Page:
“when sleeping on mattresses that were deemed comfortable, their sleep efficiency and percentage of deep sleep were higher”

Five years after the 2001 South Korea study, some of the same research group went on in a new study to test the relationship of spinal curvature and pressure on sleep quality. The 16 participants lay on a mattress for 6 whole days and nights. Using a range of sensors, the researchers measured brain waves, eye movements, heart rhythm, and body temperature.

They found that when the participants slept on mattresses that they deemed ‘comfortable’, their sleep efficiency and percentage of deep sleep were higher.

So, what about firmness? Is there any truth in the myth that a firm mattress is better for back pain?

Orthopaedic surgeons certainly appear to think so. A survey of orthopaedic surgeons by Levy and Hutton in 1996 found that 95% of the surgeons questioned, believed that mattresses do play a role in the management of low back pain, and 76% of the surgeons recommended a firm mattress.


Mattress firmness is rated on a scale, developed by the European Committee for Standardisation, from 1.0 (firmest) to 10.0 (softest).


In contrast to the beliefs of the orthopaedic surgeons, a fairly robust 2003 double-blinded trial in Mallorca tested the notion that; the firmer the mattress the better, by randomly assigning 313 adults with chronic, nonspecific low back pain to either a firm mattress (2.3) or a medium-firm mattress (5.6).

“patients with medium-firm mattresses had better outcomes

than patients with firm mattresses”

After 90 days, the patients with a medium-firm mattress had better outcomes for pain in bed, pain on rising, and daytime low back pain, compared to the patients with a firm mattress.


Putting all these findings together, it would seem that a sensible recommendation would be to recommend mattresses that do not distort the spine, that distribute weight evenly, and are medium-firm in density.


Of course, few people can bring specialised test equipment with them to test for spinal curvature and weight distribution, but, as the Korean team pointed out, these factors correlate closely with the individual’s perception of comfort. So, the common-sense approach to selecting a mattress may still be the best advice. Lie on it and go with what feels comfortable to you.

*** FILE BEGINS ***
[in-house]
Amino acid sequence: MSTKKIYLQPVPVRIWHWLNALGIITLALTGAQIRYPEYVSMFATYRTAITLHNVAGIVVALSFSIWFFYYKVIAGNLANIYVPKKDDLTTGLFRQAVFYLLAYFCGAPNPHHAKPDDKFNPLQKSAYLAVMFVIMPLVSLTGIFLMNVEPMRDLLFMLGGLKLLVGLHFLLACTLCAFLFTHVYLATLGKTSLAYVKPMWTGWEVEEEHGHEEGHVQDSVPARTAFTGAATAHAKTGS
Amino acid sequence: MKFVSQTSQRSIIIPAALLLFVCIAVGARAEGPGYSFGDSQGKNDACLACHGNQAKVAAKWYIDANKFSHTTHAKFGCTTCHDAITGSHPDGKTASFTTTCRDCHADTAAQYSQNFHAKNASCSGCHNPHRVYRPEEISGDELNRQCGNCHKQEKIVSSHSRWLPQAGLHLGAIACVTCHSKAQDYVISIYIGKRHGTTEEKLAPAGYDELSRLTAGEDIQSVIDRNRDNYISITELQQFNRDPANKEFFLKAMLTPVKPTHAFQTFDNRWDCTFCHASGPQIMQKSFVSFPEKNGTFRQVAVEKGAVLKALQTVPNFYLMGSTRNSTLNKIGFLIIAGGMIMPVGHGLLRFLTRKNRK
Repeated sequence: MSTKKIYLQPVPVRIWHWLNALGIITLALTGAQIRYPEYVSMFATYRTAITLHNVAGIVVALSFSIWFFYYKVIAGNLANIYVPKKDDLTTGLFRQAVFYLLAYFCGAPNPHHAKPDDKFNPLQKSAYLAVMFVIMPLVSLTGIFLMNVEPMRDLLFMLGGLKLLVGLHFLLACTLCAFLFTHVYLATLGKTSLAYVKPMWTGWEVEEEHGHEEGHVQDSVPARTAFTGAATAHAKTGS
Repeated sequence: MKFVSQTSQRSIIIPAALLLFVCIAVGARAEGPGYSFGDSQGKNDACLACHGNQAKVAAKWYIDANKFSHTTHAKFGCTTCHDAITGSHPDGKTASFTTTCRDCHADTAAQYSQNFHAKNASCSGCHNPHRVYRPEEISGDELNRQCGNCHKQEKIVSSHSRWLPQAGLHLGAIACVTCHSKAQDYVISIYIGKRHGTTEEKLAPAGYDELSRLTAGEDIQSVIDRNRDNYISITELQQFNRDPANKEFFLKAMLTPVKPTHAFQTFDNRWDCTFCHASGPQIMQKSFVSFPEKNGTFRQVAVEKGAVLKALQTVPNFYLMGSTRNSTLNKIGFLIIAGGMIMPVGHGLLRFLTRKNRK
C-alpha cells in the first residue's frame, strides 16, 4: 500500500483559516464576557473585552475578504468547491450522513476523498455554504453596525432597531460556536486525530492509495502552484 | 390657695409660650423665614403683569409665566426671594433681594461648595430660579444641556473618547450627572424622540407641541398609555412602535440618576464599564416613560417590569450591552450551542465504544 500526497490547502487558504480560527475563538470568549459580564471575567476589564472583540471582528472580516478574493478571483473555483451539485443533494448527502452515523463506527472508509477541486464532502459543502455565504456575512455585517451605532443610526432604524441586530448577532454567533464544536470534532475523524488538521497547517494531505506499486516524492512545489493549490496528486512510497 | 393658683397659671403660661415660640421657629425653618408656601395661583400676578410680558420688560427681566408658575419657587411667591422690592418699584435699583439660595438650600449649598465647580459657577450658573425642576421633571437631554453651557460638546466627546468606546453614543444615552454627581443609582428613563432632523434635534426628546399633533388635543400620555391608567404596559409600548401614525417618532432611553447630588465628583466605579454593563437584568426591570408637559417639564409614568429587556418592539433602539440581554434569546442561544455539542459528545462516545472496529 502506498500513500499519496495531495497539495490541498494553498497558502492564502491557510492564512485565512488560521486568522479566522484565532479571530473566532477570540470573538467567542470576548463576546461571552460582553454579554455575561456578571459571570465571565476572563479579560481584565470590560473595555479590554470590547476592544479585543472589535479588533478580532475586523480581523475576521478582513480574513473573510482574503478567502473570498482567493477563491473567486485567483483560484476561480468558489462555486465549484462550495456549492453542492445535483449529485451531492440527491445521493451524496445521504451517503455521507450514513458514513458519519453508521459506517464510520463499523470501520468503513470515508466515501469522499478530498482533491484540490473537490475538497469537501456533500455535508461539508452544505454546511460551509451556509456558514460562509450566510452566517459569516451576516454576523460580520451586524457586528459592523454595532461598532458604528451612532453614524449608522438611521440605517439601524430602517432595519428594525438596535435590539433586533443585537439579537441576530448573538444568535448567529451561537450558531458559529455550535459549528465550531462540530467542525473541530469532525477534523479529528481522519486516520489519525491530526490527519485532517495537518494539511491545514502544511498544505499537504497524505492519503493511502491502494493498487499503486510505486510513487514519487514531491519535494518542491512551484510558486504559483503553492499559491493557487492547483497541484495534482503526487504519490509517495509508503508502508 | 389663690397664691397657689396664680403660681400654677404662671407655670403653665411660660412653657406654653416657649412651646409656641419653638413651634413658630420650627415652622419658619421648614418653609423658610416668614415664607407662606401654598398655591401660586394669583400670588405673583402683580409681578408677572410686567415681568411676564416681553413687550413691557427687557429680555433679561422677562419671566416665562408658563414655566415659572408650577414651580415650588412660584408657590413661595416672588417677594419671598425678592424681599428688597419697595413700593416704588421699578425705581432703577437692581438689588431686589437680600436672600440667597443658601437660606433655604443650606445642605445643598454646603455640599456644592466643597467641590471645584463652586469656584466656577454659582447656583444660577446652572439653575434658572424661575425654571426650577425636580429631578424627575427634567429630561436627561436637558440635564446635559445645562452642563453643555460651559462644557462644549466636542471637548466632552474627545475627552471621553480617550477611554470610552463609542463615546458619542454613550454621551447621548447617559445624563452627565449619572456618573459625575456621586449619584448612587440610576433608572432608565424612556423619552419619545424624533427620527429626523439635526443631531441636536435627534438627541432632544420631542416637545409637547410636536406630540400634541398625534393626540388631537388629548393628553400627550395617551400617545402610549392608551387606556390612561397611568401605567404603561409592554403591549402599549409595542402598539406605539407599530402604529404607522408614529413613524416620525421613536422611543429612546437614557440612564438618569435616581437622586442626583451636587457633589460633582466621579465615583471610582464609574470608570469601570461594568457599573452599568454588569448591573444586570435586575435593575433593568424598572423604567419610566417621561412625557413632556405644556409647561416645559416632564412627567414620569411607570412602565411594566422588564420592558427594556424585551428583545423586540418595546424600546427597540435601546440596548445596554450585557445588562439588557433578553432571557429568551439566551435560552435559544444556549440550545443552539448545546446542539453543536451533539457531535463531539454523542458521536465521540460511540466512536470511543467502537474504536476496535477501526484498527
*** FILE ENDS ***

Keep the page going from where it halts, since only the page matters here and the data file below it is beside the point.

Most people when selecting a mattress, firstly look at the price and if that’s OK, then press on it with their hands. If the mattress passes this ‘press’ test they then sit on it. If things are still looking positive they usually have a look round to make sure no one’s looking and then cheekily lie down on their back for a few seconds, roll over onto their side and then hurriedly get off before the salesperson sees them.

“take your time, lie on it and go with what feels comfortable to you”

Take your time. Even if you follow the guidelines and only keep your mattress for 7-10 years, with an average of 8 hours sleep per night, you will spend up to a whopping 29,200 hours lying on the mattress so take your time to get it right!

Sensible steps to buying a mattress

  1. Determine your budget.

  2. Read up on the different mattress types before you start shopping.

  3. If you don’t feel your salesperson is knowledgeable or helpful, look elsewhere.

  4. Lie on several different models in various positions.

  5. Spend extra time in the position you usually sleep. It can take up to 15 minutes to relax enough to feel the true support of a mattress, so don’t rush it!

Sweet Dreams :-)